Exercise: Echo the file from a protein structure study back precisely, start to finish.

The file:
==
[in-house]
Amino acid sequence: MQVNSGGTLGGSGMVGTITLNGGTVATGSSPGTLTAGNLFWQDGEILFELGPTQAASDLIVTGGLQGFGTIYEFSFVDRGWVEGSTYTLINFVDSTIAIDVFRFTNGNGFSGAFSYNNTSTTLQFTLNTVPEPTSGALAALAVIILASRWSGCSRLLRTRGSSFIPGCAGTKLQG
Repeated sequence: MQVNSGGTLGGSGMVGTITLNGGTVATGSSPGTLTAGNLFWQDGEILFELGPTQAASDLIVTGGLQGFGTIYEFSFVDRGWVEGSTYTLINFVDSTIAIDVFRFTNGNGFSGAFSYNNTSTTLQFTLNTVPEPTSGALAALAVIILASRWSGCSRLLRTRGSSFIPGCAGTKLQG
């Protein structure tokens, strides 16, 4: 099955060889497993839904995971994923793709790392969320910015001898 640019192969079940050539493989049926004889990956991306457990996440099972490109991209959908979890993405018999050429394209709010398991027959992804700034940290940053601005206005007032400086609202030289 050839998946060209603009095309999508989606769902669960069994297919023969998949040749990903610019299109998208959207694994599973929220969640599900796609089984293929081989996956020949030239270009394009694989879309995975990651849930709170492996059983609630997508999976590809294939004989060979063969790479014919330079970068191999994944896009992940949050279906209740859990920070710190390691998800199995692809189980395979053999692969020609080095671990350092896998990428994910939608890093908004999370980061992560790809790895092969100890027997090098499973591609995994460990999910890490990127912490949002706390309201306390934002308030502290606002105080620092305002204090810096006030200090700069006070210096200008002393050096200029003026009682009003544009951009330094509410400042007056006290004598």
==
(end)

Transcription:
[in-house]
Amino acid sequence: MQVNSGGTLGGSGMVGTITLNGGTVATGSSPGTLTAGNLFWQDGEILFELGPTQAASDLIVTGGLQGFGTIYEFSFVDRGWVEGSTYTLINFVDSTIAIDVFRFTNGNGFSGAFSYNNTSTTLQFTLNTVPEPTSGALAALAVIILASRWSGCSRLLRTRGSSFIPGCAGTKLQG
Repeated sequence: MQVNSGGTLGGSGMVGTITLNGGTVATGSSPGTLTAGNLFWQDGEILFELGPTQAASDLIVTGGLQGFGTIYEFSFVDRGWVEGSTYTLINFVDSTIAIDVFRFTNGNGFSGAFSYNNTSTTLQFTLNTVPEPTSGALAALAVIILASRWSGCSRLLRTRGSSFIPGCAGTKLQG
């Protein structure tokens, strides 16, 4: 099955060889497993839904995971994923793709790392969320910015001898 640019192969079940050539493989049926004889990956991306457990996440099972490109991209959908979890993405018999050429394209709010398991027959992804700034940290940053601005206005007032400086609202030289 050839998946060209603009095309999508989606769902669960069994297919023969998949040749990903610019299109998208959207694994599973929220969640599900796609089984293929081989996956020949030239270009394009694989879309995975990651849930709170492996059983609630997508999976590809294939004989060979063969790479014919330079970068191999994944896009992940949050279906209740859990920070710190390691998800199995692809189980395979053999692969020609080095671990350092896998990428994910939608890093908004999370980061992560790809790895092969100890027997090098499973591609995994460990999910890490990127912490949002706390309201306390934002308030502290606002105080620092305002204090810096006030200090700069006070210096200008002393050096200029003026009682009003544009951009330094509410400042007056006290004598």